Them were the days!

I can remember no switch-on lights, no running water, wind whistling through the keyholes, cold back and warm front sitting as close as we could get to the small coal fire. Tilly lamps on the table in the kitchen, and jack lanterns fueled with paraffin to move about outside in the dark, which wasn’t done except in dire emergencies.
There was that sense of dissociated time we experience when the power momentarily goes out these days, but this feeling started at nightfall, went on until you fell asleep, and was there in the morning when you got up into a cold, cold dark day during winter. Had to work hard to make sure the beds stayed dry and didn’t get damp, because there was nothing in the rooms to get warmth into them.
1940s and 50s, east coast, rural Scotland, I was very young, but some impressions stick, the ghoulish shadows on the walls thrown by the table lamp, the unwillingness to trek through a dark room to reach the bedroom, only momentarily lit to let me get into bed. Dark was dark, cold was cold, all perfectly normal.
Water for the animals and rough washing was collected in water butts at various points around the roofs. Water to drink came from a well, maybe thirty feet deep and made by hand, dressed stone carefully laid upon dressed stone. It wasn’t very wide, I can’t imagine how anyone got it done. There was a water tank up in the rafters of the wash-house, to collect what was pumped up; the method was to prime a hand pump and after at least an hour of standing there, and two thousand pushes and pulls of the handle, 40 gallons was drawn into the tank, and by gravity feed when the tap was opened, a trickle reached the kitchen sink where it was gathered in basins for use in cooking and personal washing. The used water was not let drain away – remember there were no pipes – it was taken out and given to the plants in the garden in summer, I can’t think what happened to it in the winter. There wasn’t a bathroom till the late 1960s; before that was a closet in the wash-house with the usual ‘Elsie’ can in it, dumped out somewhere in the fields when it got full. (Elsinol was a pungent liquid tar product that was used to deodorise and sanitise the can. So far I haven’t managed to catch up to the history of it on Google.)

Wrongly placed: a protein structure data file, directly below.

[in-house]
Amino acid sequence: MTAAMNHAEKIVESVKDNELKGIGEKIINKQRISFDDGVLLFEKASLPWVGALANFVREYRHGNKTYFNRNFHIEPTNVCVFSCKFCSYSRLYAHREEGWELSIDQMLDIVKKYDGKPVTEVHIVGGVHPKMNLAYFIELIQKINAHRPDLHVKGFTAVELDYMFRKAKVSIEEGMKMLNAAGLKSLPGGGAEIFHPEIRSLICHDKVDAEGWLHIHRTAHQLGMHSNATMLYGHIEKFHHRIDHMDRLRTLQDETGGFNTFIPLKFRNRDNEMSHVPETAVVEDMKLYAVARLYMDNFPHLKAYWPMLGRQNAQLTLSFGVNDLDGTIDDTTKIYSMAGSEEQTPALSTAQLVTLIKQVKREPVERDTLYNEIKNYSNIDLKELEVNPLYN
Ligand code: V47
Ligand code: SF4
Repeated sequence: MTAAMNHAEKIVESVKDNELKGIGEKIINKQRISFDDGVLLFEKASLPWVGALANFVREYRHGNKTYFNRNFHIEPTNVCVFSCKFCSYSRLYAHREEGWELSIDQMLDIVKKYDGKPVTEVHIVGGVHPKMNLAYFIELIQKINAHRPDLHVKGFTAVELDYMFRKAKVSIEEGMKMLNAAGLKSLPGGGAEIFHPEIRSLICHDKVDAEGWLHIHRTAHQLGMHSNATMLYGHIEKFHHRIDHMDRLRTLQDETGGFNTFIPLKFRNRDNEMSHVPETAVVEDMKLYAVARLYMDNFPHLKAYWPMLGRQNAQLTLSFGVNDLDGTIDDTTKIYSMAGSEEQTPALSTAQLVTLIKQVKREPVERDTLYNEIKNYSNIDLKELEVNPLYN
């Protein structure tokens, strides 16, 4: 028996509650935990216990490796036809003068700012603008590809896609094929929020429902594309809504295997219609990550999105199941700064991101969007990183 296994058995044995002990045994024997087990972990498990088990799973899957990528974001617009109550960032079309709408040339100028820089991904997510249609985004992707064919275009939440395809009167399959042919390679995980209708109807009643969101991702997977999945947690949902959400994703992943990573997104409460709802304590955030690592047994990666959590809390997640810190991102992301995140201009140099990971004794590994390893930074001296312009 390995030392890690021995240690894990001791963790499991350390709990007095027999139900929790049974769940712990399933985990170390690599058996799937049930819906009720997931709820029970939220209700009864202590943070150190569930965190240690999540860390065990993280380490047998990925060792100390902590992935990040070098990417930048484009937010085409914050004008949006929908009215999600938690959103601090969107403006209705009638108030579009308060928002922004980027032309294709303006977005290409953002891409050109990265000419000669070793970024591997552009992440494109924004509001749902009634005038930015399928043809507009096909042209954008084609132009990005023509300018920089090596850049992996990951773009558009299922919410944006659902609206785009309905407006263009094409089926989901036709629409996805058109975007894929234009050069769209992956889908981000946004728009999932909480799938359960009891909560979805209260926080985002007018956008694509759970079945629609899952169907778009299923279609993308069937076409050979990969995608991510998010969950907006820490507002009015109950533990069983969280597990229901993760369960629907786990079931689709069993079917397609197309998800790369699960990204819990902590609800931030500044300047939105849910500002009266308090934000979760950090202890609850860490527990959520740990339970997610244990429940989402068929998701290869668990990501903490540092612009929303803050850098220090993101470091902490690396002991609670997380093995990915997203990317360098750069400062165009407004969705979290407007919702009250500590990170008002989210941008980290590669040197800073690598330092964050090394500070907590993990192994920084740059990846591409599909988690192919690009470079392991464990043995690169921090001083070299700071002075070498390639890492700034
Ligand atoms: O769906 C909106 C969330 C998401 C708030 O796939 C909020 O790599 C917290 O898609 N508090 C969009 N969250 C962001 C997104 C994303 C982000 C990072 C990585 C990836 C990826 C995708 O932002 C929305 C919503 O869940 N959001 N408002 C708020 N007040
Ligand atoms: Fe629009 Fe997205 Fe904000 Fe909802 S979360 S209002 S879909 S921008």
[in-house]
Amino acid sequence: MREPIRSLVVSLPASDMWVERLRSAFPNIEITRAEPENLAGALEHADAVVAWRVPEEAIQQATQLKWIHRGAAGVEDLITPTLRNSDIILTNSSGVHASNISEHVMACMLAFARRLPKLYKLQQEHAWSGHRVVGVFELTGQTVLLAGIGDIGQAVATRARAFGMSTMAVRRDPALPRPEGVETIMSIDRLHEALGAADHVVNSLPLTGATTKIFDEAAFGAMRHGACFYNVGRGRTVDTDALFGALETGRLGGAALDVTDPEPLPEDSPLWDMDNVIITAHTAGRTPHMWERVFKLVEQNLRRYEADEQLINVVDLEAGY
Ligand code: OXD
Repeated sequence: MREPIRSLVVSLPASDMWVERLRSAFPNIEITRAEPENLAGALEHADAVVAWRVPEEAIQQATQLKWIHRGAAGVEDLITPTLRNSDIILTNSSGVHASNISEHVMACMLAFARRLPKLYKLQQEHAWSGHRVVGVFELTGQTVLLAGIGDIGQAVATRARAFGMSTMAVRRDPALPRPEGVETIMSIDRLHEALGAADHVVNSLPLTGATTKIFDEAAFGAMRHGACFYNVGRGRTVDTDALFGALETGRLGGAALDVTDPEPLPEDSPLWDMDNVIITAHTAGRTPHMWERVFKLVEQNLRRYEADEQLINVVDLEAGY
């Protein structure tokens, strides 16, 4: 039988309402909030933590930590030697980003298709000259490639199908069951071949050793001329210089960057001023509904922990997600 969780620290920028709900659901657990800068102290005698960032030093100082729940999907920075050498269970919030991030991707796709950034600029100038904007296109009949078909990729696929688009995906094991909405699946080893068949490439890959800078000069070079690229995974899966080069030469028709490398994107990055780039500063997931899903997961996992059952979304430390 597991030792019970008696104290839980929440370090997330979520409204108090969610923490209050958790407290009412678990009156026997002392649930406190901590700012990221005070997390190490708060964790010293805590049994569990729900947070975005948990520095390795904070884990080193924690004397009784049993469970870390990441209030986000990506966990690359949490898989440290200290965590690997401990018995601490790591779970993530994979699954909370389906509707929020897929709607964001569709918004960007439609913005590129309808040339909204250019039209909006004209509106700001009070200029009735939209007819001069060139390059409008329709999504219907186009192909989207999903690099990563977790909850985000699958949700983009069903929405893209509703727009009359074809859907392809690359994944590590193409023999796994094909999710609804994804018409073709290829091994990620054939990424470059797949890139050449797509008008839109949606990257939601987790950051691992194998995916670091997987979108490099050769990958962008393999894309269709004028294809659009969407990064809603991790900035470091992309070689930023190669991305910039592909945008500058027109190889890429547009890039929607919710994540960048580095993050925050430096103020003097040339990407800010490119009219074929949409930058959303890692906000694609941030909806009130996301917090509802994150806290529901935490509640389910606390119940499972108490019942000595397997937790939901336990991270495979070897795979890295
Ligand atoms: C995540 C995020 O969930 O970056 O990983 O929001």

Pretty primitive by today’s standards, but we never found it difficult or unpleasant, it was the way it was. Folk made do very well at our farm, other places in the neighbourhood had to live with a great deal less.


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